26 October 2011

Published in Italy

In April, Dario Bonazza asked to interview me about travel photography for an Italian photo magazine. The result became a double-spread article on photography in cold climates, published in July. A couple of days ago, I received my writer's copy in the mail.
Humble thanks to Dario for having me. Doing the interview was great fun.
Here's what it looked like:

25 October 2011

Pentax Photo Gallery update

Pentax USA has revamped their gallery site. My photos are still featured. Other than that, it's a great update. :-)
Speed has been increased tremendously, and the site now seem to be prepared for the coming of HTML 5 and deprecation of old multimedia provisions like Adobe Flash. That's well done.
The interface looks nice too, and is even readable on my Android cellphone. 
For some reason however, probably to do with shortcomings in the English alphabet and its native speakers' mindset, all non-english characters have been screwed up. :-)
It's not often us foreigners get a chance to be smug about americans not adhering to international standards, so please pardon me for not being able to resist. In its present state, there's some erratic behaviour with regards to sorting and readability. But they fixed the same kind of bugs in the previous version, so fingers crossed they'll rectify this one too.
Overall, it's a very nice upgrade from the old site. Way to go, Pentax USA.

04 October 2011

From fame to shame; Terje Hellesø

It's been a very long time since the previous post. Many times I've considered shutting the whole thing down and be done with it. On the other hand, it's nice to have a little soapbox to stand on once in a while. According to statistics, there's even the occasional reader still dropping by.

What's shaken me out of my hiatus this time is a virtual earthquake in the circles of Scandinavian nature photography. A month ago, highly profiled photographer Terje Hellesø was caught cheating with his animal portraits of lynx in Swedish forests. It turned out he's been forging a substantial number of photographs over the years, and even received awards for his images. Terje has been thorough in removing his online presence, but young Swedish photographer Tilda Larsson have some examples in her blog. She has an article on Terje in Swedish here.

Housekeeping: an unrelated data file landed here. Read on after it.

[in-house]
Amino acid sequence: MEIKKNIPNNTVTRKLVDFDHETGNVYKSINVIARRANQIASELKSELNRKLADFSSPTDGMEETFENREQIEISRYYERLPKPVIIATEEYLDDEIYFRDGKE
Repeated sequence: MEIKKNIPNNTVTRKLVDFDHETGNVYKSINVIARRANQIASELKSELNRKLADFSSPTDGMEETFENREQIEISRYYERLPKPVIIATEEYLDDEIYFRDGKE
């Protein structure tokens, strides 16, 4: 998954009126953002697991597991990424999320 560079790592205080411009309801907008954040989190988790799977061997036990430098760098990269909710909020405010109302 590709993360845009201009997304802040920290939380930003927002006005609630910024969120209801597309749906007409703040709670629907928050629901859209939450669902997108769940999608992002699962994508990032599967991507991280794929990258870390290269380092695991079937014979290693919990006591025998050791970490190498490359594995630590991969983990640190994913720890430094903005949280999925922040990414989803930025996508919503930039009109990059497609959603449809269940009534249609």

If you don't wish to read Swedish or machine-translated Swedish, she has made links to some really nice animated gifs and illustrated jpegs reproducing some of Terjes fakes here:
imagelink 1
imagelink 2
imagelink 3
imagelink 4
(hyperlinks removed in edit, as they were not Tilda's work. Please go to this blog for a full account on how these frauds were uncovered, or see links in comment below article. Thanks again to the anonymous vigilante who set me straight on the origin of these disclosures.)

Terje's deceit makes me so angry. He has f**ked up for so many more people than himself. In a way, I can count myself lucky not to be completely scathed, but he fooled me too. As you can see from my previous blog post about the guy.

My acquaintance with Terje goes back a decade. In 2001 I attended a photo gathering at Hvasser, 120 km Southwest of Oslo, where Terje would hold a workshop. He came up from Skåne in Southern Sweden by train, and needed transport from Oslo to Hvasser, so I volunteered. We chatted all the way down. And one night Terje and I stayed back, talking, as the nachspiel after a party petered out. I had thoughts about going pro with my photography, but hesitated for many reasons. Terje picked them apart and explained how, when push comes to shove, it's basically a matter of taking the plunge and work hard. I believed him. It seemed like common sense. But I didn't jump. Not then, and not since. Now I'm puzzled. I wonder if he, already then, had bolstered his career by more than honest, hard work.

What I since realised was that succeding as a professional nature photographer requires a good number of other skills in addition to being a photographer. For one, it's important to be a reasonably good business man. I know I would fall through in that respect.

Incidentally, it has surfaced that Terje Hellesø also has unfinished business with Swedish authorities over tax evasions. So in sum, he has been a total cheat, both with his craft and his business.

Hellesø's fall also precipitates unfortunate consequences for many other nature photographers in Scandinavia. Especially those who make a living on spectacular images of rare, endangered or dangerous animals now face more critical questions about their own authenticity.

And what's even more unfortunate is that the distrust rubs off on Good Causes that such images are helping to promote. Such as wildlife conservation. Such as habitat protection. Such as climate change. And even such as promoting the upsides of nature experience itself.

The documentary status of nature photography is built on confidence. A declaration of trust between photographer and audience. All it takes to bring that down for everyone is one big liar, in this case Terje Hellesø.

Shame on him.